As the COVID-19 pandemic persists, time series prevalence data is an essential piece of information needed to track trends in the spread of infection. Across the globe daily COVID-19 viral and antibody tests continue to be administered to monitor new cases and determine if individuals had a COVID-19 infection in the past, respectively. Though these tests give us information on individuals, their suitability for tracking population level trends changes is questionable due to the limited availability of the tests and the populations that they target, those who are symptomatic or in close proximity to confirmed cases. This strategy is more likely to return positive results than a complete scan of the general population but also likely under counts asymptomatic individuals who are known to exist.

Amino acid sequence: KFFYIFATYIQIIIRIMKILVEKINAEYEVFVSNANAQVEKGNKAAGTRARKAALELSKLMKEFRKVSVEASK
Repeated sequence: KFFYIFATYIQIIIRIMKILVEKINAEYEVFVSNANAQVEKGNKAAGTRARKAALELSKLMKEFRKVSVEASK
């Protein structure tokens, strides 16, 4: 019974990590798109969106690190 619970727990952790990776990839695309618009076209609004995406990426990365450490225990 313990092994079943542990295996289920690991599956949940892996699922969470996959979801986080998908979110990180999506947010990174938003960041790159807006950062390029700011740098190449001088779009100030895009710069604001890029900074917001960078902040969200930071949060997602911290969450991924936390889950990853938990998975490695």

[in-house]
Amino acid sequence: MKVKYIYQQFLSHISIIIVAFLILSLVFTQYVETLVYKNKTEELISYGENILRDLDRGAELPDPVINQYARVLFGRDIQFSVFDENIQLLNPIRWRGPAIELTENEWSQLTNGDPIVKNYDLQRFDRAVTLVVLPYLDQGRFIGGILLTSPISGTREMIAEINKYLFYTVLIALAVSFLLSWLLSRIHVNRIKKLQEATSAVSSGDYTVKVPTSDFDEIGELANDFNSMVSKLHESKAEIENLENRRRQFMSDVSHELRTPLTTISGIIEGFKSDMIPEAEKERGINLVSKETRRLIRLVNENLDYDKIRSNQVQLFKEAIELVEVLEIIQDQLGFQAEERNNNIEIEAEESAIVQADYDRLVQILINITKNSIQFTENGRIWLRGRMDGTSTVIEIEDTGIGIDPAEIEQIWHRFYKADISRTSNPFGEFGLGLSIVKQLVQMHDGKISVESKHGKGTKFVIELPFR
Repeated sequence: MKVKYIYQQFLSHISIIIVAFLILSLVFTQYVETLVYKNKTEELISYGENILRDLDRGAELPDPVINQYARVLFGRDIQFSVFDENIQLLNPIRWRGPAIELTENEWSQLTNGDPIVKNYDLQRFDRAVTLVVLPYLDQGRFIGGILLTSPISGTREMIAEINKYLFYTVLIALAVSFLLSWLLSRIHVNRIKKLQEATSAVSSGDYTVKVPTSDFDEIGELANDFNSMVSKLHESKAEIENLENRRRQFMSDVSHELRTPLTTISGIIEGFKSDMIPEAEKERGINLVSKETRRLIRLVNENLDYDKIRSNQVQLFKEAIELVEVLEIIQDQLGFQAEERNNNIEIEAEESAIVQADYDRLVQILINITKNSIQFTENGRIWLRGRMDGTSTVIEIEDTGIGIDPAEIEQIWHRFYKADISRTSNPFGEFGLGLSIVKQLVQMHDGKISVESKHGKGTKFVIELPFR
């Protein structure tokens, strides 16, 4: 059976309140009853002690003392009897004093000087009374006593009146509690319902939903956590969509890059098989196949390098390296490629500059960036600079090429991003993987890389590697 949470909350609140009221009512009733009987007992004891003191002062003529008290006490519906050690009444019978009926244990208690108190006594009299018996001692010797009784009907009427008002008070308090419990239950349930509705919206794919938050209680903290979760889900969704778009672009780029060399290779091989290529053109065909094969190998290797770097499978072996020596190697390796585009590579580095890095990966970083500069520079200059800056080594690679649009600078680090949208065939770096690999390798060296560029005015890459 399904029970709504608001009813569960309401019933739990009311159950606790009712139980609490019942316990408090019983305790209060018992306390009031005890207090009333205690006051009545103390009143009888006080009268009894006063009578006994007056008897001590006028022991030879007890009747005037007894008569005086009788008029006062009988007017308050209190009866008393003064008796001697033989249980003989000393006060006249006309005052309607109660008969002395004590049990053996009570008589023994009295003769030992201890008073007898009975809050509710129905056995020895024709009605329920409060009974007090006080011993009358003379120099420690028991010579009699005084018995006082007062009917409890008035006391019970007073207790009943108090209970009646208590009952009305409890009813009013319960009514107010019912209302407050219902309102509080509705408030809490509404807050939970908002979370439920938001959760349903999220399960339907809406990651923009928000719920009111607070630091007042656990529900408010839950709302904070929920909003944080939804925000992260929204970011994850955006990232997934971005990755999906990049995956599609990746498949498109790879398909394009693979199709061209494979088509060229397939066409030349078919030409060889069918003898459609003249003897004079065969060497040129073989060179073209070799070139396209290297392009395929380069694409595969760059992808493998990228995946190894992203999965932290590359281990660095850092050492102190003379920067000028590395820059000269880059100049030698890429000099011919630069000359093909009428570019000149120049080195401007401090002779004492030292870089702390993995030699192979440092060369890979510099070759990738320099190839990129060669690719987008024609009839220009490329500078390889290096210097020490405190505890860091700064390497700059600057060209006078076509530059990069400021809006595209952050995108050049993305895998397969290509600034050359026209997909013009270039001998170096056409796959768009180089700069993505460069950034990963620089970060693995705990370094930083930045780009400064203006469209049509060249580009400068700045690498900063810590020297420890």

In order to get around these shortcomings a team of researchers at the University of Washington, headed by Martina Morris, have been developing a back calculation methodology which uses mortality time series data, an assumed lag time, and estimated infection fatality rates (IFR) to estimate the cumulative total infections over time. The approach relies on population patterns we should observe given that mortality lag and IFR are a particular value which is taken from a previous study. The method is not reliant on testing which is known to be of variable quality depending on the context and has the potential to enable policy makers get a better understanding of the magnitude of the population which may unknowingly carry the virus. Dr. Morris’s work is still under development but you can stay up to date with her teams work and get a more in depth overview of the methodology and data from her working group’s website.